PAUL MAKES NO SENSE to me sometimes.
He really did seem to need some follow up questions from news journalists. Those could have helped us a lot.
Let me ask for your ideas about something. I know that folks don’t usually respond to blog articles. So many blog articles. So little time. But perhaps a few of you will give me a hand with something here.
At the moment, I’m paraphrasing 1, 2 Corinthians for the Casual English Bible. I’m in part of the letter where bachelor Paul is giving advice about sex and marriage.
I’m wondering how on earth I’m supposed to put 1 Corinthians 7:14 into the kind of casual English that we use when we talk to each other.
Here’s how the first part of this verse reads in an extremely literal translation from the Mounce Reverse-Interlinear New Testament, which you can read on the free Bible Gateway website. This Bible resource shows the words side-by-side in English with the original Greek language that Paul used when he wrote the letter.
“For the unbelieving husband is consecrated through union with his wife, and the unbelieving wife is consecrated through union with her husband.”
Now here’s how the New American Standard Bible, which is widely respected among Bible scholars, translates the Greek.
“For the unbelieving husband is sanctified through his wife, and the unbelieving wife is sanctified through her believing husband.”
The New Living Translation is one of my favorites. Here’s how it approaches the verse.
“For the believing wife brings holiness to her marriage, and the believing husband brings holiness to his marriage.”
Is holiness a thing?
It sounds as though Paul is saying that a Christian woman, for example, can take some of her holiness, put it on a platter, and serve it to her partner—making the partner as holy as she is.
That’s pretty much the question Bible scholars ask: Is Paul treating holiness like it’s a thing that one person can give to another?
As I think about this, I’m wondering if Paul means that we can pass holiness on to someone else the way we give them the flu. Someone else can catch what we’ve got. And it doesn’t always have to be something as nasty as nausea and diarrhea. It can actually be something good, for a change. Like catching a ride, a fly ball, or a rainbow trout in the Missouri Ozarks.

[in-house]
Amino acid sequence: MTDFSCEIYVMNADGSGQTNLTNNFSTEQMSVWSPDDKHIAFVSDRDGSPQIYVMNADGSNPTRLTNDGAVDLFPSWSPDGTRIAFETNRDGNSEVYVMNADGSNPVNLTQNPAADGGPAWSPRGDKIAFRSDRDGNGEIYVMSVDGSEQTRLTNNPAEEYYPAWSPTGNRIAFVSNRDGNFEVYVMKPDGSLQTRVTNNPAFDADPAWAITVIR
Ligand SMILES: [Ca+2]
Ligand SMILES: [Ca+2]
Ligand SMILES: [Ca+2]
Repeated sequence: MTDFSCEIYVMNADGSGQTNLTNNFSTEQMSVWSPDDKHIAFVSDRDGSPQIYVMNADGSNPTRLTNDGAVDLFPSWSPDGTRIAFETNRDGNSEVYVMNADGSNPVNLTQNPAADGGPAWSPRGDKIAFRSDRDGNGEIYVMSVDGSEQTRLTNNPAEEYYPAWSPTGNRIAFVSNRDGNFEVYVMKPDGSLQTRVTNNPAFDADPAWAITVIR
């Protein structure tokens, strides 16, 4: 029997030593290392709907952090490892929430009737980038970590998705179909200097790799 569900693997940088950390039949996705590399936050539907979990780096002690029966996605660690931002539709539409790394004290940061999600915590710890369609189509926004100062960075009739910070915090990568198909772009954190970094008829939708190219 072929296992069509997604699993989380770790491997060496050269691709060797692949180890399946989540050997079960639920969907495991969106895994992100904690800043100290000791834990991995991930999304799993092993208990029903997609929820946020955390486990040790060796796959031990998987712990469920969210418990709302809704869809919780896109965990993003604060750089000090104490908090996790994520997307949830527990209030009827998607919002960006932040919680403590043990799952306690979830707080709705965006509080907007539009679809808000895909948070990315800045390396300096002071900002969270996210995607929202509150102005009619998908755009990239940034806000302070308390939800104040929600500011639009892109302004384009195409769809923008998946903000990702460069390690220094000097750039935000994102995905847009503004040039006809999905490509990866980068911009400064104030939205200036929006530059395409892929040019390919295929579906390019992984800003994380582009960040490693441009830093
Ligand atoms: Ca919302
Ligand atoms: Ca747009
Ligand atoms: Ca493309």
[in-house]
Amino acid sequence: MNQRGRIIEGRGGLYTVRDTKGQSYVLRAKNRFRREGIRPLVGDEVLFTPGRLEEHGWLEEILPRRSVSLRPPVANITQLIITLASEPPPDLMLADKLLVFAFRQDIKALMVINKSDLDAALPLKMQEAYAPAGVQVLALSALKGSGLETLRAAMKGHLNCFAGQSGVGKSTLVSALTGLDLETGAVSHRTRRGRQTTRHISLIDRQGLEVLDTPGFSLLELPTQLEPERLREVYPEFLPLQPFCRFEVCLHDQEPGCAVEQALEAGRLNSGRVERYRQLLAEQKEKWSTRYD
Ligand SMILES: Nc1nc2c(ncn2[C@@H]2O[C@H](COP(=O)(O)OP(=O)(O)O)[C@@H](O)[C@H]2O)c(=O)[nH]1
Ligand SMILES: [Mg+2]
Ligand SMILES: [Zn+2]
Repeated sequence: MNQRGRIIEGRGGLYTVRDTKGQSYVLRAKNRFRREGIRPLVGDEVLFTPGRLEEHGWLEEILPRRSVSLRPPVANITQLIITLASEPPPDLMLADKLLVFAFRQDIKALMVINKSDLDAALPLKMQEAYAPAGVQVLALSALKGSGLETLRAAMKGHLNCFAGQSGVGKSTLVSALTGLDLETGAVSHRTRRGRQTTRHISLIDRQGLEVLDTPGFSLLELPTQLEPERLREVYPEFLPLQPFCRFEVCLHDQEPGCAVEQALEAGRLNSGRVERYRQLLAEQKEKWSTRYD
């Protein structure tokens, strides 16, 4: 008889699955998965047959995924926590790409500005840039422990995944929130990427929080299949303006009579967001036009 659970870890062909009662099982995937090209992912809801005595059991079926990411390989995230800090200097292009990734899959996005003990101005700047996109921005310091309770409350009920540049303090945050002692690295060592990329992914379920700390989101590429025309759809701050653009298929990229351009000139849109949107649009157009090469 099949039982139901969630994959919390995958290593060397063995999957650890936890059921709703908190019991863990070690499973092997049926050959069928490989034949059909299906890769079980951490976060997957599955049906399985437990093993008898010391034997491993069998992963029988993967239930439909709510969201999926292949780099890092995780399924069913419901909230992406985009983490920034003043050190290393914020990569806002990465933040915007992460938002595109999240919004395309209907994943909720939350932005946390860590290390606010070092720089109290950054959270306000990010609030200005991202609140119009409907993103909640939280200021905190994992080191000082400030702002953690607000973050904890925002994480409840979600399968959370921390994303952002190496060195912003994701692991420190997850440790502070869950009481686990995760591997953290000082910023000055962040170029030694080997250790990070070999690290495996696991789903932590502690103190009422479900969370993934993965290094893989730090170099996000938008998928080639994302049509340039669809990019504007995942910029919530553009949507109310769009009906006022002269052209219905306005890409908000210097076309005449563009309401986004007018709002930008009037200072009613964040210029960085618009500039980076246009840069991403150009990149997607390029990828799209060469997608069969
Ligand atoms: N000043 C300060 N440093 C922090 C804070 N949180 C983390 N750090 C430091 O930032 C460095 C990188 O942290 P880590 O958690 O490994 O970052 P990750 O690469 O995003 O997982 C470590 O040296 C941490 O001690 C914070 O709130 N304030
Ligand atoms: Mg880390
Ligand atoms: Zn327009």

See what you think of my first pass at paraphrasing the verse, along with the footnote I’ve written to accompany it.
I welcome insights, brainstorms, or passing thoughts. Just please don’t cuss me out. I get enough of that in the comments on my YouTube channel.
“A believing wife brings her devotion to God into the marriage. This holiness will save her husband. The same is true for a believing husband with a wife who’s not a believer.”
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 7:14. Bible scholars struggle to understand what Paul meant when he said, more literally, “the unbelieving husband is consecrated through his wife.” It sounds as though Paul is treating holiness as an object you can pass around from person to person instead of as a matter of personal devotion to God. Something or someone is considered holy when it is devoted to God (Leviticus 8:11). One suggestion scholars make is that because the unbelieving husband is devoted enough to his Christian wife to stay with her, he comes into contact with the devotion she has to God, and he will be changed by that holiness. She gives him her holiness by exposing him to it and letting him catch it.